ABSTRACT: Individuals affected by melanoma with thick primary tumours or regional node involvement have a poor outlook, with only 30-50% alive at 5 years. High-dose and low-dose interferon alfa have been assessed for the treatment of these patients, with the former having considerable toxicity and a consistent effect on disease free survival, but not on overall survival, and the latter no consistent effect on either. Our aim was, therefore, to assess the effect of two regimens of interferon of intermediate dose versus observation alone on distant metastasis-free interval (DMFI) and overall survival in such patients.
We did a randomised controlled trial in 1388 patients who had had a thick primary tumour (thickness > or = 4 mm) resected (stage IIb) or regional lymph node metastases dissected (stage III) and had been assigned to 13-months (n=553) or 25 months (n=556) of treatment with subcutaneous interferon alfa 2b, or observation (n=279). Treatment comprised 4 weeks of 10 million units (MU) of interferon alfa (5 days per week) followed by either 10 MU three times a week for 1 year or 5 MU three times a week for 2 years, to a total dose of 1760 MU. Our primary endpoint was DMFI. Analyses were by intent to treat.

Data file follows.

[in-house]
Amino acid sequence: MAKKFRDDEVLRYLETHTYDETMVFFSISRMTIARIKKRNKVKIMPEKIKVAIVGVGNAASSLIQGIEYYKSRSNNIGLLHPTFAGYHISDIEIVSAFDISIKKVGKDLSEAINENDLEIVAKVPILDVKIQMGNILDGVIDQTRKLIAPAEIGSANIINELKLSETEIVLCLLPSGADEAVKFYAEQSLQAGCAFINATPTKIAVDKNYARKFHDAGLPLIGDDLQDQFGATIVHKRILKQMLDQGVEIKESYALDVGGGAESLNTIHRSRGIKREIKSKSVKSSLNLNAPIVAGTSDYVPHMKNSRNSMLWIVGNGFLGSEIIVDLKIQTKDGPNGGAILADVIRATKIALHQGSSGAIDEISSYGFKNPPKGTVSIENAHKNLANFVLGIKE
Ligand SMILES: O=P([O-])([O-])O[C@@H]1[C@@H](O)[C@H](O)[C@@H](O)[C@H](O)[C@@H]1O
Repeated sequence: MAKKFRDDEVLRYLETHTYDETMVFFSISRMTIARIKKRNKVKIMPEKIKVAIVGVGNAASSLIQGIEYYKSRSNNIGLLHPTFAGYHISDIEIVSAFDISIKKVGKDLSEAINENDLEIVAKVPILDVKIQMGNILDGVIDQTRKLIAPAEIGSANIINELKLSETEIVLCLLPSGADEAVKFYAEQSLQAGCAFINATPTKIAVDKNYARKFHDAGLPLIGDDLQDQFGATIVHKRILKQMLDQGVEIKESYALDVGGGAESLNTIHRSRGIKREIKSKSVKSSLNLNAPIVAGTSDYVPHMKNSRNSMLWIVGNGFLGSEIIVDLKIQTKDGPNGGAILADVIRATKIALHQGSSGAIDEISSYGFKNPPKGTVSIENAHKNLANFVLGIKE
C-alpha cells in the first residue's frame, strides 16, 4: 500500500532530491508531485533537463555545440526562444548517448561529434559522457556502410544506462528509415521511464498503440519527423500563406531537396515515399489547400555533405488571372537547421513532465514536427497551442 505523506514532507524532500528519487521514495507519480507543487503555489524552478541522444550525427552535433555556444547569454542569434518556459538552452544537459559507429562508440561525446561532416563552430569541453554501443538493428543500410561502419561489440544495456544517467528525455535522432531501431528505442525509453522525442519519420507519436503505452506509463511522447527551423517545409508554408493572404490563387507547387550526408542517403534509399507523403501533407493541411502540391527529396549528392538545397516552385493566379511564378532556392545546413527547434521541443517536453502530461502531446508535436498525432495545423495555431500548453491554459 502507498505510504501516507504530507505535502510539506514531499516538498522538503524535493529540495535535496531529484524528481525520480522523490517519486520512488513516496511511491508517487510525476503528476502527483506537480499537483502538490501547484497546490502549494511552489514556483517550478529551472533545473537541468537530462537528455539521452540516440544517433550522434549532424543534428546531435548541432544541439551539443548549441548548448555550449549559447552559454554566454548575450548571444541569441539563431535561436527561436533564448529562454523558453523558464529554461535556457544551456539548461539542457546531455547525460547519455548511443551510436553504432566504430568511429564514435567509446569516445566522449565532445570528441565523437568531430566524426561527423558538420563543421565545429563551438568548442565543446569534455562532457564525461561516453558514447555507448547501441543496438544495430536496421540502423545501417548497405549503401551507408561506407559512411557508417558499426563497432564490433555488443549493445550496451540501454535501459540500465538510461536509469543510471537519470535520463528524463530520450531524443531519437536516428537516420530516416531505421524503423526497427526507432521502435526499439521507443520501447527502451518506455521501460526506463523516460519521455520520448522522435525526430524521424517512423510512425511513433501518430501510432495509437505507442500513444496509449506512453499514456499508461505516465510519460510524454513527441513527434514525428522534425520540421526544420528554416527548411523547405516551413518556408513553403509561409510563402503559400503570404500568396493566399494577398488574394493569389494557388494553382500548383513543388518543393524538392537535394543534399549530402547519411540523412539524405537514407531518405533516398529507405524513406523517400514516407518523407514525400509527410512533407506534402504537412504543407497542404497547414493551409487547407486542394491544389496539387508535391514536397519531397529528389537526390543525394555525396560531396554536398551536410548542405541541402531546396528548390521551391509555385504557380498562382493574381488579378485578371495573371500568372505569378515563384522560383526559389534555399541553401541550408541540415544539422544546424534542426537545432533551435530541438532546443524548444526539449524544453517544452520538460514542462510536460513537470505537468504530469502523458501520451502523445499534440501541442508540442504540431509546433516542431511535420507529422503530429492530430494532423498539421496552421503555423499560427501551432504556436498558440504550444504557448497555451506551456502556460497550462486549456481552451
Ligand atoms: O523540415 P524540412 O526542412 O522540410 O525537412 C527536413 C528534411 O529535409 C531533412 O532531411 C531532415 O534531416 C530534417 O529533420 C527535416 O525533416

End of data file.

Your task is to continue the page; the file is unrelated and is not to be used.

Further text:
After a median follow-up of 4.65 years, we had recorded 760 distant metastases and 681 deaths. At 4.5 years, the 25-month interferon group showed a 7.2% increase in rate of DMFI (hazard ratio 0.83, 97.5% CI 0.66-1.03) and a 5.4% improvement in overall survival. The 13-month interferon group showed a 3.2% increase in rate of DMFI at 4.5 years (0.93, 0.75-1.16) and no extension of overall survival. Toxicity was acceptable, with 18% (195 of 1076) of patients going off study because of toxicity or as a result of refusal of treatment because of side-effects.
Interferon alfa as used in the regimens studied does not improve outcome for patients with stage IIb/III melanomas, and cannot be recommended. With respect to efficacy of the drug, duration of treatment seemed more important than dose, and should be assessed in future trials.
The Lancet 10/2005; 366(9492):1189-96. · 38.28 Impact Factor